Final frontier

Las Tres Fronteras' signature dish features perfectly-fried chicken, plantains, pickled cabbage and onions.

Raphael Flores ducks into the kitchen to whip up a batch of fresh salsa as the Las Tres Fronteras lunch rush settles into a dull roar. Servers’ friendly rapport gives way to chopping sounds, as waiters and cooks are often the same, with the clatter of silverware and the chatter of happy diners filling the intimate space. "This is a slow day," he says with a smile.

Even on this "slow day," every table is full. This is par for the course at Las Tres Fronteras. Known for its killer service and south-of-the-border specialties, the restaurant is located at the southeast corner of 21st Street and Memorial Drive, forming an unbeatable culinary triad with neighbors Viet Huong and Tacos Don Francisco. Serving Honduran cuisine in a cozy dining room with an open kitchen, the place has the energy of a bustling family dinner.

That’s because food is a family affair in the Frontera-verse. Flores’ mom, Blanca Alfaro, owns the restaurant, and his brother Victor owns Sin Fronteras on Brookside, which is earning a name for itself with Tex-Mex offerings alongside traditional Honduran dishes. Although Sin Fronteras is excellent and has introduced the Riverside area to Honduran cuisine, Las Tres was my and many Tulsans’ introduction to the game.

And just look up there at that photo.

Look at it.

That is the signature dish at Tres Fronteras: pollo y tajadas, or "chicken and bananas."

This coyly named Honduran staple is far from humble. Offered simply as "chicken leg," or "chicken breast" on the English menu, the dish is a giant piece of perfectly-fried chicken atop plantains, covered in pickled cabbage and onions, and drenched in mayonnaise and chili sauce.

A more apt name would be Chicken Mountain. But it’s not just a Herculean mass of Honduran cuisine; each component is exceptional. If this chicken was offered in a fast food bucket, you’d order a family size, forgo the fixins, and drive back through for another in an hour.

The onions are as perfectly-pickled as the chicken is fried, neon purple in hue with a floral fragrance and flavor, blending seamlessly into the shredded and lightly-seasoned cabbage. The mayonnaise and chili sauce become one and seep through the entire meal down to the plantains, which is the bedrock of Chicken Mountain.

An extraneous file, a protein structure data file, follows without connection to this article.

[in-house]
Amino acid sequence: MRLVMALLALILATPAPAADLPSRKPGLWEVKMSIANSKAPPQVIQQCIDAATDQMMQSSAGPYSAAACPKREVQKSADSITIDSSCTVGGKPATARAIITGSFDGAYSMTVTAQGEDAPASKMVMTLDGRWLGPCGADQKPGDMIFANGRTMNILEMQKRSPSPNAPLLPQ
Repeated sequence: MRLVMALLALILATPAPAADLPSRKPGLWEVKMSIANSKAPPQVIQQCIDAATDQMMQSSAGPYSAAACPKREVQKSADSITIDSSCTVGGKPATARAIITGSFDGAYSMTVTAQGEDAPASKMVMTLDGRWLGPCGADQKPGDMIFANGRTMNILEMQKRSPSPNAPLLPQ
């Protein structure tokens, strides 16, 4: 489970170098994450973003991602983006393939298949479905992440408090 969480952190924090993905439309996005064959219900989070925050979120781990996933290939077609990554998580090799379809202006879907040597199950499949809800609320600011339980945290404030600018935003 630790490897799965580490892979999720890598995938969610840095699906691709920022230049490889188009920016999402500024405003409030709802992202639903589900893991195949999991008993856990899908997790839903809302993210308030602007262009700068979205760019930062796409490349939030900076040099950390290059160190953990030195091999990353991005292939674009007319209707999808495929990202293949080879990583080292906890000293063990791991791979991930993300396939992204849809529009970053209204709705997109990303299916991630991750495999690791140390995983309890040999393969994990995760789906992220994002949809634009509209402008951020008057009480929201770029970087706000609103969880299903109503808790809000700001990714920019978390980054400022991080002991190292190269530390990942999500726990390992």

These ingredients forfeit their own identity and become one perfect bite in every forkful—a savory chicken cake of sorts.

In addition to this poultry powerhouse, Tres Fronteras also serves incredible pupusas. These heavenly cornmeal flatbreads come stuffed with your choice of meat and cheese, and garnished with the purple pickled onions that herald Chicken Mountain’s summit.

For a variation on the theme, try the baleadas, which is similar but encased in Tres Fronteras’ house-made tortillas. The Tres Fronteras crew also makes their own chips, whose slight puffiness distinguishes them from the offerings at your usual south-of-the-border joint. Those puffy chips are accompanied by a savory, rich and spicier-than-usual table salsa. Even their traditional Mexican food has an added degree of flavor. (You’ll find the best shrimp taco in town here.)

But let’s not bury the lede. Look at that photo again.

Put this paper down, toss your phone in the Riverside sinkhole, log off your work computer—no, quit your job immediately—and get your ass to Las Tres Fronteras.

Chicken Mountain is your god now. You live for it, and to eat it is your Everest.

You will scale Chicken Mountain—your fork as trekking pole—with every expertly balanced bite of Honduran excellence. At its summit, you will greet the rising sun and stake your flag in a pile of chicken bones, knowing your legacy is secured. Anthony Bourdain’s ghost will cry a single tear, and Guy Fieri will suddenly wake from a fitful sleep, unsure why.

Then you will take a nap. Because Chicken Mountain is as heavy as it is delicious.


Las Tres Fronteras

7940 E. 21st Street

Open every day 10 a.m.–9 p.m.

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